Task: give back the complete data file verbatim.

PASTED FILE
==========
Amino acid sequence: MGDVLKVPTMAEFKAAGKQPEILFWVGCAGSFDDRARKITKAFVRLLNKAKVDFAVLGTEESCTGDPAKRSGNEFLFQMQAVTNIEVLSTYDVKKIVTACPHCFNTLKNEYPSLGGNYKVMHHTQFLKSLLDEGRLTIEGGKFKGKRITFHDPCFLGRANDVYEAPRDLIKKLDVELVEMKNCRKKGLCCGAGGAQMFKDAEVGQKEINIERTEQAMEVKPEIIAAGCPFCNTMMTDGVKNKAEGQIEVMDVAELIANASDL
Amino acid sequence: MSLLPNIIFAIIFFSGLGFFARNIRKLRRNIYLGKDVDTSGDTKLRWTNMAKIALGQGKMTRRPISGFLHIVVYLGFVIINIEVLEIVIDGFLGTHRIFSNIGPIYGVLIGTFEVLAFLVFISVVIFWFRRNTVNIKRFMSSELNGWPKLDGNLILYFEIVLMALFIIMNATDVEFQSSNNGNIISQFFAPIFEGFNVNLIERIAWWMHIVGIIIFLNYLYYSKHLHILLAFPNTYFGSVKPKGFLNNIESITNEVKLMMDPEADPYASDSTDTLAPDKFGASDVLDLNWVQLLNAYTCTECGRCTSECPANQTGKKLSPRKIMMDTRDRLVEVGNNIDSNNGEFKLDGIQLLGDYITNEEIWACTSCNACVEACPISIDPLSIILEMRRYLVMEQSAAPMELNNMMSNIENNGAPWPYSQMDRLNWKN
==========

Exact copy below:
Amino acid sequence: MGDVLKVPTMAEFKAAGKQPEILFWVGCAGSFDDRARKITKAFVRLLNKAKVDFAVLGTEESCTGDPAKRSGNEFLFQMQAVTNIEVLSTYDVKKIVTACPHCFNTLKNEYPSLGGNYKVMHHTQFLKSLLDEGRLTIEGGKFKGKRITFHDPCFLGRANDVYEAPRDLIKKLDVELVEMKNCRKKGLCCGAGGAQMFKDAEVGQKEINIERTEQAMEVKPEIIAAGCPFCNTMMTDGVKNKAEGQIEVMDVAELIANASDL
Amino acid sequence: MSLLPNIIFAIIFFSGLGFFARNIRKLRRNIYLGKDVDTSGDTKLRWTNMAKIALGQGKMTRRPISGFLHIVVYLGFVIINIEVLEIVIDGFLGTHRIFSNIGPIYGVLIGTFEVLAFLVFISVVIFWFRRNTVNIKRFMSSELNGWPKLDGNLILYFEIVLMALFIIMNATDVEFQSSNNGNIISQFFAPIFEGFNVNLIERIAWWMHIVGIIIFLNYLYYSKHLHILLAFPNTYFGSVKPKGFLNNIESITNEVKLMMDPEADPYASDSTDTLAPDKFGASDVLDLNWVQLLNAYTCTECGRCTSECPANQTGKKLSPRKIMMDTRDRLVEVGNNIDSNNGEFKLDGIQLLGDYITNEEIWACTSCNACVEACPISIDPLSIILEMRRYLVMEQSAAPMELNNMMSNIENNGAPWPYSQMDRLNWKN